Dog Show 101: Westminster Dog Show

More than a contest about appearance, judges look for the best all-around example of a breed.

By | Posted: January 14, 2015, 8 a.m. PST

Dog shows can seem very similar to beauty pageants to first-time observers, but the shows are not just about ribbons and Poodles with poufs on their derrières. Dog shows are about recognizing dogs whose lineage has made them into paragons for their particular breeds, and helping to ensure that the best specimens of the breed are used for breeding.

Vizsla 

The Westminster Kennel Club Dog Show is a conformation show, one of the many types of dog competitions; others include agility and rally. At conformation shows, dogs are judged based on how well they conform to the written breed standard.

The breed’s club writes the standard, a set of guidelines used to determine how a breed should look, move, and behave. It is based on the dog’s history and purpose, and is intended to ensure the dog is best suited to perform the tasks he was bred to do, whether that was herding, retrieving, or being a great companion.

The dogs in the show are judged against the breed standard, not each other. The dog closest to the breed standard, according to the judge, is deemed the winner. If you’re wondering why the Komondor has dreadlocks, or why no white German Shepherd Dogs participate in the show, it’s because the breed standards dictate the appearance of these breeds.

"All-breed shows,” such as Westminster, include 180 dog breeds, including two new this year, the Coton de Tulear and Wirehaired Vizsla.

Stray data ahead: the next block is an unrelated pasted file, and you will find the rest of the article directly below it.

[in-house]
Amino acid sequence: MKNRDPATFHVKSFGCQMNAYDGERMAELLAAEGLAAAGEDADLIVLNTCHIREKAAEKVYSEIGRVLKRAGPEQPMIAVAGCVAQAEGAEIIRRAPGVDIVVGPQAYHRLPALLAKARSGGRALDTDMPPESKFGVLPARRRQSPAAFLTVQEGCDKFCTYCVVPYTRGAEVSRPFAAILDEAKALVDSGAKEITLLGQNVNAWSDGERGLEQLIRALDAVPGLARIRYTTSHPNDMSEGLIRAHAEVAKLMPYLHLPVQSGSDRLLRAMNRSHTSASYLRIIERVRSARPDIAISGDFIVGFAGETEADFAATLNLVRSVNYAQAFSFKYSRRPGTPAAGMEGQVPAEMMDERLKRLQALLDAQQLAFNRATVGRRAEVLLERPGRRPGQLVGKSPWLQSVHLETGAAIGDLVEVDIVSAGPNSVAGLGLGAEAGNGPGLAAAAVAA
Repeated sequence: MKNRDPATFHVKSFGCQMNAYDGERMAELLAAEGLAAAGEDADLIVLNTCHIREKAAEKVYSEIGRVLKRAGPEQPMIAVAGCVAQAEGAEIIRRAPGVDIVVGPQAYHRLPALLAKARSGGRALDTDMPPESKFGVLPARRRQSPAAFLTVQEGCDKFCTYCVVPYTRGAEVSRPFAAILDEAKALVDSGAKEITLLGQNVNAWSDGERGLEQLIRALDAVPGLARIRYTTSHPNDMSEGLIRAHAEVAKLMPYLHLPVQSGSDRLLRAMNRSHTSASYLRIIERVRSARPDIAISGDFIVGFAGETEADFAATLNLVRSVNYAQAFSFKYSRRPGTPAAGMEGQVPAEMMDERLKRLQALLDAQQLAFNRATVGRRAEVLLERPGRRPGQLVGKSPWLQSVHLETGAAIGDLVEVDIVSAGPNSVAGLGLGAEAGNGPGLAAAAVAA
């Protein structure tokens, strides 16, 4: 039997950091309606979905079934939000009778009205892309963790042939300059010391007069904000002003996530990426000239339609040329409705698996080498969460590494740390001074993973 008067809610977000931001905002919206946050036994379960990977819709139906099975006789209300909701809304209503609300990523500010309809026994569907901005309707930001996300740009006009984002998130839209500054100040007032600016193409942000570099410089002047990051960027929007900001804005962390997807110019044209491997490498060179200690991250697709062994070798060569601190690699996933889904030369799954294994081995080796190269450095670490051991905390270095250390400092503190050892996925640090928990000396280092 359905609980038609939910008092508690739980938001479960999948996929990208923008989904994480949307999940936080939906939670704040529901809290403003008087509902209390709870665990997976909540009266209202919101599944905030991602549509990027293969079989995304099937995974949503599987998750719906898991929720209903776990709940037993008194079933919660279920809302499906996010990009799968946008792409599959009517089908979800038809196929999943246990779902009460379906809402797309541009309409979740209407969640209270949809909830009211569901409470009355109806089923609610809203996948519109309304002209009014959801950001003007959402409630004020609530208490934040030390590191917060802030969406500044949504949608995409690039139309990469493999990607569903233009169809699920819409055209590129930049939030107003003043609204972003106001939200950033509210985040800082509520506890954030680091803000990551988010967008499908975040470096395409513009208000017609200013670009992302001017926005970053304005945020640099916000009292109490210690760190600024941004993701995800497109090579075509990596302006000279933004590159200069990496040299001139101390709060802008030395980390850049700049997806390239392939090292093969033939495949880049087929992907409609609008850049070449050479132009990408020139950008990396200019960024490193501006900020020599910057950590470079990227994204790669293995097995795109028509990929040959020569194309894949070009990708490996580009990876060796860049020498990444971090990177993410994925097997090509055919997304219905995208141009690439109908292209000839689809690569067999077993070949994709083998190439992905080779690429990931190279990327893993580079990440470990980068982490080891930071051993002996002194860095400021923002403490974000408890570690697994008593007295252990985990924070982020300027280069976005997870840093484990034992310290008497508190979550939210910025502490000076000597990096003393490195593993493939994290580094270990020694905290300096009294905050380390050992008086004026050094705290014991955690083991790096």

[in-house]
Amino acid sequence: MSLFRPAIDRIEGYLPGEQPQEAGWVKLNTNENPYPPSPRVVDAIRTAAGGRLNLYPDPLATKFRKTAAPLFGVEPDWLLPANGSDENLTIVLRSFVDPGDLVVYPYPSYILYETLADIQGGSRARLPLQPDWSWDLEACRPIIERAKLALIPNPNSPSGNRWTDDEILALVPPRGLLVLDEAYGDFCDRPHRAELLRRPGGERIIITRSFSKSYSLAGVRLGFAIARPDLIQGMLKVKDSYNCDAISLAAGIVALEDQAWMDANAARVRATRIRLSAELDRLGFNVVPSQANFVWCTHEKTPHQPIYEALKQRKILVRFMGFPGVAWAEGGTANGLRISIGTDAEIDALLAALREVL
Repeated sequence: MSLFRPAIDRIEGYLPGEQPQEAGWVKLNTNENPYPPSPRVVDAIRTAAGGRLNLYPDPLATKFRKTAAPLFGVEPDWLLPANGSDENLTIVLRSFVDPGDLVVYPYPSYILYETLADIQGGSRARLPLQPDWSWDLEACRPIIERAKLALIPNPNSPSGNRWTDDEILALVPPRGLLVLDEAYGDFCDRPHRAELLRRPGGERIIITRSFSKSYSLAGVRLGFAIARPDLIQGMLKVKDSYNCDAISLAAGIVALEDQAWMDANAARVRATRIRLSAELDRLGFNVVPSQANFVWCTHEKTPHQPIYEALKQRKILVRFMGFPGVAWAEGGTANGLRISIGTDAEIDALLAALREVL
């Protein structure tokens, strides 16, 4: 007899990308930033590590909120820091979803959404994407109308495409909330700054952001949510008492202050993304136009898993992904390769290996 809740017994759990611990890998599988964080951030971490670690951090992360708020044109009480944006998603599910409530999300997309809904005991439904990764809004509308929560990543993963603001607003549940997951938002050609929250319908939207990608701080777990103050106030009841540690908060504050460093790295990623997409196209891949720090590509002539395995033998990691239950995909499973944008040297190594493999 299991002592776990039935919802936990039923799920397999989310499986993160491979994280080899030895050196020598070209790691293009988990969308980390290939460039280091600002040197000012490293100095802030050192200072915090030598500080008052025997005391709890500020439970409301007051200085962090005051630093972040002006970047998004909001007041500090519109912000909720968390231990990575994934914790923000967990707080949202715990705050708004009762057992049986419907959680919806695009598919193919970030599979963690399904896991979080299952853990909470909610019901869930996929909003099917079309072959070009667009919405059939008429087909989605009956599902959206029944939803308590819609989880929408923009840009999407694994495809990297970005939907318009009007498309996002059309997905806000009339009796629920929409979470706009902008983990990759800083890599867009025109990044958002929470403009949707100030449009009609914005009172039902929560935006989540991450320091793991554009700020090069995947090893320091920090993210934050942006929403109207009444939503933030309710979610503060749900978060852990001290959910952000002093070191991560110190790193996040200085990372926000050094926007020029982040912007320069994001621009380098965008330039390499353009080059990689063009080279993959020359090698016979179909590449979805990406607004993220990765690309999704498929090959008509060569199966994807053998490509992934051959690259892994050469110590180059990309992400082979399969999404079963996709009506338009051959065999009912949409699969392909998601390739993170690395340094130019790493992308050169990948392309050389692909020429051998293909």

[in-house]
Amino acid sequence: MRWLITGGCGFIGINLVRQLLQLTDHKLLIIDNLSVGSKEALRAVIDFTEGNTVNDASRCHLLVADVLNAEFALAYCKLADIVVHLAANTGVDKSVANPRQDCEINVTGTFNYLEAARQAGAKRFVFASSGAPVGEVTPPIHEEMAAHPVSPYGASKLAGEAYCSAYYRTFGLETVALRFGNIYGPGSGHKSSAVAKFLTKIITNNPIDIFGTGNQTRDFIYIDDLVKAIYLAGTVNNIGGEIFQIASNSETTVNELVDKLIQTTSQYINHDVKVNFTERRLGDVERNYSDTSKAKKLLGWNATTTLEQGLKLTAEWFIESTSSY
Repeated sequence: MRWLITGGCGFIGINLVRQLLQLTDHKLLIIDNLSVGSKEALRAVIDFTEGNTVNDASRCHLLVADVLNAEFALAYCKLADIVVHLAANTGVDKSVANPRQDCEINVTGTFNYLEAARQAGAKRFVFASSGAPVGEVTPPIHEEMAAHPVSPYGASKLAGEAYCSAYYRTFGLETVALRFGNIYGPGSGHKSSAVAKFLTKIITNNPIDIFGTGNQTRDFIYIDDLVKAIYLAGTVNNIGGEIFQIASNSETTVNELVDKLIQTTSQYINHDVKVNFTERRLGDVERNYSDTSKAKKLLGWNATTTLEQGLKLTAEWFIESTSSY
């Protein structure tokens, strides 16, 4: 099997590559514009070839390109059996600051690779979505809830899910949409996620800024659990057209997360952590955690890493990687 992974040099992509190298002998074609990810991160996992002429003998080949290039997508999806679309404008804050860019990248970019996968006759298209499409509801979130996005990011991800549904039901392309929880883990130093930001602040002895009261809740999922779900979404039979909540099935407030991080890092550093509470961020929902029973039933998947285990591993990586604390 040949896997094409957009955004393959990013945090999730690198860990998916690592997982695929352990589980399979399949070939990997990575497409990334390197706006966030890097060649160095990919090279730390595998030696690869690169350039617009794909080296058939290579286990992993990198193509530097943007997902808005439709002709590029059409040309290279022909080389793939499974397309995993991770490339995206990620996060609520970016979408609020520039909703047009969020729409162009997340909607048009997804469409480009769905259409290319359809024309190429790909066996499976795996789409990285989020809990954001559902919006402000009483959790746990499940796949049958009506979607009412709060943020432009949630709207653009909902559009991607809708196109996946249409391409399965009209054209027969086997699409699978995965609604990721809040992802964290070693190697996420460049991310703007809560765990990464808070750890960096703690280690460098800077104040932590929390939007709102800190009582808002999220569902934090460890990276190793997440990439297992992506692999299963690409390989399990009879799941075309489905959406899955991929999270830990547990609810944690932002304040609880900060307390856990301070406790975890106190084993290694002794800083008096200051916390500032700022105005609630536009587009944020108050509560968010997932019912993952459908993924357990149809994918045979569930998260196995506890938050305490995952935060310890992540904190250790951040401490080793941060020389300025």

dogshow 
 

Like many sports, dog shows have rules, so following the action can be confusing at first. Here’s a rundown of how a typical dog show works:

The entrants enter the ring. If they are all of the same breed, then you are watching the breed judging. Once the judges choose the breed winners, they all compete in their group, such as terriers or toy dogs. The seven group winners then advance to compete for the top honor, Best in Show.

At each level the judge has all of the dogs take a turn trotting around the ring. Typically, at the other end of the leash is the dog’s owner, a friend or family member, or a hired handler who is experienced handling dogs in dog shows.

One by one, the dogs approach the judge. She watches how each one moves. When the dog stops, he does a "stack,” a pose that creates the proper posture for the breed. The judge then touches the dog to make sure he has all of the appropriate qualities beneath the coat — correct topline, proper musculature, and so on. Then she has the dog trot "up and back” in front of her to see his movement again.

 

Afghan 
 

 

When that’s done, she may have the dogs take another turn around the ring. She then points out the dogs that she likes and has them go around the ring again, then stand in a line and stack again. She places the dogs in order, and may have them take another turn around the ring; then she points to the first, second, third, and sometimes fourth place winners.

When choosing the Best in Show dog, judges look for the dog that is closest to the standard of the breed, but also take into account how the dog performs in the ring and the dog’s overall personality.

Afghan 

 

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